Defendants did not immediately remove the case to this federal district court. Instead, the parties proceeded with discovery in state court. Defendants served Interrogatories and a Request for Production on Plaintiff on November 2, 2016. (Filing No. 14-1.) Goatley served responses to those discovery requests, providing interrogatory answers and producing medical bills on March 31, 2017. (Id. ¶ 7.) The responses stated that Goatley's “injuries included back pain (aggravation of spondylosis), shoulder pain, headaches, numbness and weakness in [his] hands and arms, jaw pain, (TMJ/TMD disorder)” and “may have also increased [his] blood pressure causing erectile dysfunction.” (Id.) The discovery responses also stated that Goatley lost a job at which he was earning approximately $13.00 an hour and lost another job at which he was earning approximately $10.00 an hour plus commissions. (Id.) The documents served in response to the requests show that Goatley has already incurred more than $34, 000.00 in medical expenses. (Filing No. 14-1.)

         On April 26, 2017, Defendants filed a Notice of Removal based on diversity jurisdiction and that the amount in controversy exceeds $75, 000.00, exclusive of interests and costs. On May 25, 2017 Goatley filed his Motion to Remand Case to Marion County State Court. (Filing No. 12.)


         The removal statute has two thirty-day time limits for removal. The first is applicable to cases that are removable on the basis of the initial pleading. In such cases, the notice of removal shall be filed within thirty days after the defendant's receipt of a copy of the initial pleading or within thirty days of service of the summons “if such initial pleading has then been field in court and is not required to be served on the defendant.” 28 U.S.C. § 1446(b)(1). The second time limit is applicable to cases in which it may not be apparent on the basis of the initial pleading that the proceeding is removable:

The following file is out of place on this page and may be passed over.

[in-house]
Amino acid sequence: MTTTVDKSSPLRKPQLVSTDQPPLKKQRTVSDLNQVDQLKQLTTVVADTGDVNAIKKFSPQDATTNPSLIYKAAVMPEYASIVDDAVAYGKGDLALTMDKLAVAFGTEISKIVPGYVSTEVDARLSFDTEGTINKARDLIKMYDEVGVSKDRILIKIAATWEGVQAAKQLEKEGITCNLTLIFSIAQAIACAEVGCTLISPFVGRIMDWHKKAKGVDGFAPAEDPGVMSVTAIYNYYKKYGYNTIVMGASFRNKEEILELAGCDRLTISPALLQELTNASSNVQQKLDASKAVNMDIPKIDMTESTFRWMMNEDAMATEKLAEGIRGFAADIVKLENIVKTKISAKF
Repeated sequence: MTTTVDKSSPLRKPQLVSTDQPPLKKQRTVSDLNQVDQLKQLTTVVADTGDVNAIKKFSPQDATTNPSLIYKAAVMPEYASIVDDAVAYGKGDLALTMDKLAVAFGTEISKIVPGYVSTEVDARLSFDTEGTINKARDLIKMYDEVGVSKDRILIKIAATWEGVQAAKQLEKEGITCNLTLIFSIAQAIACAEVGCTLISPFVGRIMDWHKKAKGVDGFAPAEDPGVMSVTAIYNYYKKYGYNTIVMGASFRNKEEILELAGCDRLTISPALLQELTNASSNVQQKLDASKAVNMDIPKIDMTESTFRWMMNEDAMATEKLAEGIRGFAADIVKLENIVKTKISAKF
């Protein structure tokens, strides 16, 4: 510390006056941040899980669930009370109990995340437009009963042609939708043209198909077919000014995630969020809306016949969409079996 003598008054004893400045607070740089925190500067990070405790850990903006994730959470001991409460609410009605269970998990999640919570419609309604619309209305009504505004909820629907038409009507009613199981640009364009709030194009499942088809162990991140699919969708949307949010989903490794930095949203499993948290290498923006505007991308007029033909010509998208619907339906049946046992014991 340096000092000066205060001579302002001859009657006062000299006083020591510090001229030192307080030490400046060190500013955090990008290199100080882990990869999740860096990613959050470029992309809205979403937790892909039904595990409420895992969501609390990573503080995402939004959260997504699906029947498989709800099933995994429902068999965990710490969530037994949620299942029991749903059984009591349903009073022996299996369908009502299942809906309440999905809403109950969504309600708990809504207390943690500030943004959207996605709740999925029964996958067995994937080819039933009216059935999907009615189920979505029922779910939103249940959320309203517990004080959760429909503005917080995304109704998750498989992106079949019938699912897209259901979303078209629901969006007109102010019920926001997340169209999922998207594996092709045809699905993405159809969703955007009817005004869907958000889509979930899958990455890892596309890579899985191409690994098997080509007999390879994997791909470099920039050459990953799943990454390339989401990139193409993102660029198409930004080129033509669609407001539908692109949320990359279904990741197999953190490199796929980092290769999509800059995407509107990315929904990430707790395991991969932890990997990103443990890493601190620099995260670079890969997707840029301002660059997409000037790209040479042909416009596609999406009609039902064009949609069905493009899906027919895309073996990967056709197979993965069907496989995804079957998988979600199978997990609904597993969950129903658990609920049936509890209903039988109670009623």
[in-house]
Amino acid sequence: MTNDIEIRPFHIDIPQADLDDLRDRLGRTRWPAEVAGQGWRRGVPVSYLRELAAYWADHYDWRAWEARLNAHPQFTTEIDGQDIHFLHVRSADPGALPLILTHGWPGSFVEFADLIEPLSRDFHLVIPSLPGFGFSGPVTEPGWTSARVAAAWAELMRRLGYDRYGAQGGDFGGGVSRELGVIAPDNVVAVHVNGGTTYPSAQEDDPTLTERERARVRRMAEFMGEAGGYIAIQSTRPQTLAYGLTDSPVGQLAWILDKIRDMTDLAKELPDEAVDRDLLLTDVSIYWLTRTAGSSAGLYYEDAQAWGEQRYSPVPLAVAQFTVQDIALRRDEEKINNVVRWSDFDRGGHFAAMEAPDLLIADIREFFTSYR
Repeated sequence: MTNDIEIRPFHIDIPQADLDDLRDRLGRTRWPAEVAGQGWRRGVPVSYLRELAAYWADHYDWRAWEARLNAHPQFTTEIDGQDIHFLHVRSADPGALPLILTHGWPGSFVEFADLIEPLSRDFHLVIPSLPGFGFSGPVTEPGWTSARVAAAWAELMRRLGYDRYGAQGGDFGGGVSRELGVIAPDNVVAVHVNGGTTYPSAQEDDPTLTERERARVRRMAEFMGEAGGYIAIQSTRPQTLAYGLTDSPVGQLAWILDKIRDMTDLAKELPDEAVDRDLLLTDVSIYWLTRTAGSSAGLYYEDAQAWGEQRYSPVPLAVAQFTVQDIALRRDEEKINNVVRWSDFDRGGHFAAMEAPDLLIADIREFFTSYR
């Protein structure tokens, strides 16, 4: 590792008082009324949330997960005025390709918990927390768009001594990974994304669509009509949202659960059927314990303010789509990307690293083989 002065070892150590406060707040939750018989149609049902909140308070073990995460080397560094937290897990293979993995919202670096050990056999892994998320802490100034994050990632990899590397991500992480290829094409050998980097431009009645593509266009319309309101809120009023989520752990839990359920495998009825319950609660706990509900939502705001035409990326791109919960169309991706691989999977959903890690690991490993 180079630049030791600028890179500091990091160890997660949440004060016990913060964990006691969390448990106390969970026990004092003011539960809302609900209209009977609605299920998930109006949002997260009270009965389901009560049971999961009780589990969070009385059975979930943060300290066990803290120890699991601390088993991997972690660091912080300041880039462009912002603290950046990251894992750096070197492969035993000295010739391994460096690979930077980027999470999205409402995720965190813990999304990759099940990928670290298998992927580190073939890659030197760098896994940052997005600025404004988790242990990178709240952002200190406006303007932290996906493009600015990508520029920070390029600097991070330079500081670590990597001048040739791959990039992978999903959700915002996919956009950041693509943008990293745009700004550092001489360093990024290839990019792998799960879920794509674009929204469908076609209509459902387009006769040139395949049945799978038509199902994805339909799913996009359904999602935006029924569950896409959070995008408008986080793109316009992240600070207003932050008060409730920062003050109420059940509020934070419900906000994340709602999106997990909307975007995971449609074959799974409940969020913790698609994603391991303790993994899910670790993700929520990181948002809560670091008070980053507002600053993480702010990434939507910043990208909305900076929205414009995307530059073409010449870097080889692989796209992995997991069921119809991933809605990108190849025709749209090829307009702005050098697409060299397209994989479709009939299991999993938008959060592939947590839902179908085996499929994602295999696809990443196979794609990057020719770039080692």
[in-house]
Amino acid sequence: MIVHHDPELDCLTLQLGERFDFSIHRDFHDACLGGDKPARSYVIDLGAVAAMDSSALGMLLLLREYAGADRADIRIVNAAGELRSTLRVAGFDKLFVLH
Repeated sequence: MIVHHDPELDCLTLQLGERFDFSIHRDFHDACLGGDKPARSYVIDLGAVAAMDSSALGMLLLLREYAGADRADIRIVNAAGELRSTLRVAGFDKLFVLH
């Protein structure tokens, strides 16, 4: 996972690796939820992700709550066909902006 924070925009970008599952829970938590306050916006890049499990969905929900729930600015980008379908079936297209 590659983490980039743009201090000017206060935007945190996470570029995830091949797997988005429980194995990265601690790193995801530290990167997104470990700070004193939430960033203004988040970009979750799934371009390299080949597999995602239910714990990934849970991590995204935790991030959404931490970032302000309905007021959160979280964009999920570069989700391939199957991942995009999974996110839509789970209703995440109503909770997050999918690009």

[I]f the case stated by the initial pleading is not removable, a notice of removal may be filed within 30 days after receipt by the defendant … of a copy of an amended pleading, motion, order or other paper from which it may first be ascertained that the case is one which is or has become removable.

Id. § 1446(b)(3); see also Walker v. Trailer Transit, Inc., 727 F.3d 819, 821 (7th Cir. 2013) (“The 30-day removal clock is triggered by the defendant's receipt of a pleading or other paper that affirmatively and unambiguously reveals that the case is or has become removable.”).